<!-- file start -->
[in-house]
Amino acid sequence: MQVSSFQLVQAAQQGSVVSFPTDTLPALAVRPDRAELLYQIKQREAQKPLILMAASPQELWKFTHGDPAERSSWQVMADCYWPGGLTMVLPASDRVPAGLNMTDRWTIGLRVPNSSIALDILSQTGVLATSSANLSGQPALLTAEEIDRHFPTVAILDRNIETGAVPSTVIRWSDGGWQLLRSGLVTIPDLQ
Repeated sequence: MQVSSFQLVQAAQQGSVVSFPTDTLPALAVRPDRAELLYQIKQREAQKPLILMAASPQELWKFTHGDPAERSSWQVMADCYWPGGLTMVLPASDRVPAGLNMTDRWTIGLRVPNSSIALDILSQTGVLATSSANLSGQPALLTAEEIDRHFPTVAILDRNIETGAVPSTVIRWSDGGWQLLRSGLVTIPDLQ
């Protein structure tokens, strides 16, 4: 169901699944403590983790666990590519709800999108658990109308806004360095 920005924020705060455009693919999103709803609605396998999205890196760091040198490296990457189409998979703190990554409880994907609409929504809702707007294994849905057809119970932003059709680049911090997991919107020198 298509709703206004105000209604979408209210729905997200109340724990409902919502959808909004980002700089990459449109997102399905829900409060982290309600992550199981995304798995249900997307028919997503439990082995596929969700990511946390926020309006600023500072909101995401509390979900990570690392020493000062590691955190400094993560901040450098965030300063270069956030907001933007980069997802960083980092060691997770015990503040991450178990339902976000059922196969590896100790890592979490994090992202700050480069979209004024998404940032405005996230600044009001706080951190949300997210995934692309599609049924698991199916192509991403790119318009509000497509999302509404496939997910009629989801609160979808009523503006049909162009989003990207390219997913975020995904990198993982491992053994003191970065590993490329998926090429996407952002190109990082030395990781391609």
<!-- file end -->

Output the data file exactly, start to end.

[in-house]
Amino acid sequence: MQVSSFQLVQAAQQGSVVSFPTDTLPALAVRPDRAELLYQIKQREAQKPLILMAASPQELWKFTHGDPAERSSWQVMADCYWPGGLTMVLPASDRVPAGLNMTDRWTIGLRVPNSSIALDILSQTGVLATSSANLSGQPALLTAEEIDRHFPTVAILDRNIETGAVPSTVIRWSDGGWQLLRSGLVTIPDLQ
Repeated sequence: MQVSSFQLVQAAQQGSVVSFPTDTLPALAVRPDRAELLYQIKQREAQKPLILMAASPQELWKFTHGDPAERSSWQVMADCYWPGGLTMVLPASDRVPAGLNMTDRWTIGLRVPNSSIALDILSQTGVLATSSANLSGQPALLTAEEIDRHFPTVAILDRNIETGAVPSTVIRWSDGGWQLLRSGLVTIPDLQ
């Protein structure tokens, strides 16, 4: 169901699944403590983790666990590519709800999108658990109308806004360095 920005924020705060455009693919999103709803609605396998999205890196760091040198490296990457189409998979703190990554409880994907609409929504809702707007294994849905057809119970932003059709680049911090997991919107020198 298509709703206004105000209604979408209210729905997200109340724990409902919502959808909004980002700089990459449109997102399905829900409060982290309600992550199981995304798995249900997307028919997503439990082995596929969700990511946390926020309006600023500072909101995401509390979900990570690392020493000062590691955190400094993560901040450098965030300063270069956030907001933007980069997802960083980092060691997770015990503040991450178990339902976000059922196969590896100790890592979490994090992202700050480069979209004024998404940032405005996230600044009001706080951190949300997210995934692309599609049924698991199916192509991403790119318009509000497509999302509404496939997910009629989801609160979808009523503006049909162009989003990207390219997913975020995904990198993982491992053994003191970065590993490329998926090429996407952002190109990082030395990781391609």